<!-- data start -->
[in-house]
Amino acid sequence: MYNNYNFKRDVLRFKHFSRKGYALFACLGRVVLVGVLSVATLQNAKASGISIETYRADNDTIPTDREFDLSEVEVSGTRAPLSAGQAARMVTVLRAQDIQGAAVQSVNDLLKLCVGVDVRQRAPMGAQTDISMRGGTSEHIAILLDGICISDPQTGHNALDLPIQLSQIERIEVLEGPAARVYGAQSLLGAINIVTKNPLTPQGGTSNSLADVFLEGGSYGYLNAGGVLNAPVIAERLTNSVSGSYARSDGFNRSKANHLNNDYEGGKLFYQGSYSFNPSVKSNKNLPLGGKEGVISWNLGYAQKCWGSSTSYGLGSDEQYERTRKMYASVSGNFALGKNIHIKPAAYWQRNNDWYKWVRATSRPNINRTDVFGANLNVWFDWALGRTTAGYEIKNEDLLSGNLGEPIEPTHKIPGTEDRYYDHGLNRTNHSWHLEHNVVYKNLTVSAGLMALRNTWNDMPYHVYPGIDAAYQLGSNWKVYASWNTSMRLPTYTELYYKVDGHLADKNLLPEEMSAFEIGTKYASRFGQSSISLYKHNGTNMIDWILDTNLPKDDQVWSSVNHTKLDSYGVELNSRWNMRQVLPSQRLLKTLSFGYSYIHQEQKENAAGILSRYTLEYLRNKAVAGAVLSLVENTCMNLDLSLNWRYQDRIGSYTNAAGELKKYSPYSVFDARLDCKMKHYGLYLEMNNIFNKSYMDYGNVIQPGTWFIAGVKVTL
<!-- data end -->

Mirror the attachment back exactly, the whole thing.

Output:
[in-house]
Amino acid sequence: MYNNYNFKRDVLRFKHFSRKGYALFACLGRVVLVGVLSVATLQNAKASGISIETYRADNDTIPTDREFDLSEVEVSGTRAPLSAGQAARMVTVLRAQDIQGAAVQSVNDLLKLCVGVDVRQRAPMGAQTDISMRGGTSEHIAILLDGICISDPQTGHNALDLPIQLSQIERIEVLEGPAARVYGAQSLLGAINIVTKNPLTPQGGTSNSLADVFLEGGSYGYLNAGGVLNAPVIAERLTNSVSGSYARSDGFNRSKANHLNNDYEGGKLFYQGSYSFNPSVKSNKNLPLGGKEGVISWNLGYAQKCWGSSTSYGLGSDEQYERTRKMYASVSGNFALGKNIHIKPAAYWQRNNDWYKWVRATSRPNINRTDVFGANLNVWFDWALGRTTAGYEIKNEDLLSGNLGEPIEPTHKIPGTEDRYYDHGLNRTNHSWHLEHNVVYKNLTVSAGLMALRNTWNDMPYHVYPGIDAAYQLGSNWKVYASWNTSMRLPTYTELYYKVDGHLADKNLLPEEMSAFEIGTKYASRFGQSSISLYKHNGTNMIDWILDTNLPKDDQVWSSVNHTKLDSYGVELNSRWNMRQVLPSQRLLKTLSFGYSYIHQEQKENAAGILSRYTLEYLRNKAVAGAVLSLVENTCMNLDLSLNWRYQDRIGSYTNAAGELKKYSPYSVFDARLDCKMKHYGLYLEMNNIFNKSYMDYGNVIQPGTWFIAGVKVTL